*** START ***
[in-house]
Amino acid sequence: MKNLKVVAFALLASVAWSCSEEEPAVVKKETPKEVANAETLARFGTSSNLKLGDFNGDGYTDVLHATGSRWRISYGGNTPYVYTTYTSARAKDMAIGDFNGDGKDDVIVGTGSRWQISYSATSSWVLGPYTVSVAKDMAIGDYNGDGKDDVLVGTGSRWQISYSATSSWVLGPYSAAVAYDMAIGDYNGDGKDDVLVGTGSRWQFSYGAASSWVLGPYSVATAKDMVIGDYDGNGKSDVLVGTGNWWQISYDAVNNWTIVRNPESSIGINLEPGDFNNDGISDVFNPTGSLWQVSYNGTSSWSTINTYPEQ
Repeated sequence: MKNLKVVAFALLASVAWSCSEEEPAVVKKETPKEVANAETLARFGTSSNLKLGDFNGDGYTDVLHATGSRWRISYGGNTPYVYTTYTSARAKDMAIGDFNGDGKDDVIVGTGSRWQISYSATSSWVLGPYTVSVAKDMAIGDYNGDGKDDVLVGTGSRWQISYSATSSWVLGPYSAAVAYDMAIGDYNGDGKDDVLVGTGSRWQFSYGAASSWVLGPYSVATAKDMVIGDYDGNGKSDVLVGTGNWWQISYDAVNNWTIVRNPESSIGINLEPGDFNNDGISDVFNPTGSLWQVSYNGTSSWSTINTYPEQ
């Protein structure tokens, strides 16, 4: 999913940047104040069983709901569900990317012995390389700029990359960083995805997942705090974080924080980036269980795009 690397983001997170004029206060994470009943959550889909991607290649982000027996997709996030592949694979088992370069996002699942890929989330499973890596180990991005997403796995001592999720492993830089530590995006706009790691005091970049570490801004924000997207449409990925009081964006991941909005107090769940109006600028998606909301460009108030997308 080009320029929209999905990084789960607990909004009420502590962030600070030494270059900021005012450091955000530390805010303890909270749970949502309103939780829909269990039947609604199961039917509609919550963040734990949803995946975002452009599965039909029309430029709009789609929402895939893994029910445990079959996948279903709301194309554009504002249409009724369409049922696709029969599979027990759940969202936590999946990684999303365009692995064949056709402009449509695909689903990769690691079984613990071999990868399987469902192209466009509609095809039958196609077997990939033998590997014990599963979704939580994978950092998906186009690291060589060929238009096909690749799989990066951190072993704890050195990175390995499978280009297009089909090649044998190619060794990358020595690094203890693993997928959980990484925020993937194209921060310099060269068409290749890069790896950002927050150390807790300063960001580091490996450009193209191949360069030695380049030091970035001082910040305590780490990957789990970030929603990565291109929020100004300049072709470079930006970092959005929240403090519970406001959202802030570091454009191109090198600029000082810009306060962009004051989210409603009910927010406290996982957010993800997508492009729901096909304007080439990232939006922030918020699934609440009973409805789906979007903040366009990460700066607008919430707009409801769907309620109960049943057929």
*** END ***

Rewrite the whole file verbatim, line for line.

[in-house]
Amino acid sequence: MKNLKVVAFALLASVAWSCSEEEPAVVKKETPKEVANAETLARFGTSSNLKLGDFNGDGYTDVLHATGSRWRISYGGNTPYVYTTYTSARAKDMAIGDFNGDGKDDVIVGTGSRWQISYSATSSWVLGPYTVSVAKDMAIGDYNGDGKDDVLVGTGSRWQISYSATSSWVLGPYSAAVAYDMAIGDYNGDGKDDVLVGTGSRWQFSYGAASSWVLGPYSVATAKDMVIGDYDGNGKSDVLVGTGNWWQISYDAVNNWTIVRNPESSIGINLEPGDFNNDGISDVFNPTGSLWQVSYNGTSSWSTINTYPEQ
Repeated sequence: MKNLKVVAFALLASVAWSCSEEEPAVVKKETPKEVANAETLARFGTSSNLKLGDFNGDGYTDVLHATGSRWRISYGGNTPYVYTTYTSARAKDMAIGDFNGDGKDDVIVGTGSRWQISYSATSSWVLGPYTVSVAKDMAIGDYNGDGKDDVLVGTGSRWQISYSATSSWVLGPYSAAVAYDMAIGDYNGDGKDDVLVGTGSRWQFSYGAASSWVLGPYSVATAKDMVIGDYDGNGKSDVLVGTGNWWQISYDAVNNWTIVRNPESSIGINLEPGDFNNDGISDVFNPTGSLWQVSYNGTSSWSTINTYPEQ
């Protein structure tokens, strides 16, 4: 999913940047104040069983709901569900990317012995390389700029990359960083995805997942705090974080924080980036269980795009 690397983001997170004029206060994470009943959550889909991607290649982000027996997709996030592949694979088992370069996002699942890929989330499973890596180990991005997403796995001592999720492993830089530590995006706009790691005091970049570490801004924000997207449409990925009081964006991941909005107090769940109006600028998606909301460009108030997308 080009320029929209999905990084789960607990909004009420502590962030600070030494270059900021005012450091955000530390805010303890909270749970949502309103939780829909269990039947609604199961039917509609919550963040734990949803995946975002452009599965039909029309430029709009789609929402895939893994029910445990079959996948279903709301194309554009504002249409009724369409049922696709029969599979027990759940969202936590999946990684999303365009692995064949056709402009449509695909689903990769690691079984613990071999990868399987469902192209466009509609095809039958196609077997990939033998590997014990599963979704939580994978950092998906186009690291060589060929238009096909690749799989990066951190072993704890050195990175390995499978280009297009089909090649044998190619060794990358020595690094203890693993997928959980990484925020993937194209921060310099060269068409290749890069790896950002927050150390807790300063960001580091490996450009193209191949360069030695380049030091970035001082910040305590780490990957789990970030929603990565291109929020100004300049072709470079930006970092959005929240403090519970406001959202802030570091454009191109090198600029000082810009306060962009004051989210409603009910927010406290996982957010993800997508492009729901096909304007080439990232939006922030918020699934609440009973409805789906979007903040366009990460700066607008919430707009409801769907309620109960049943057929």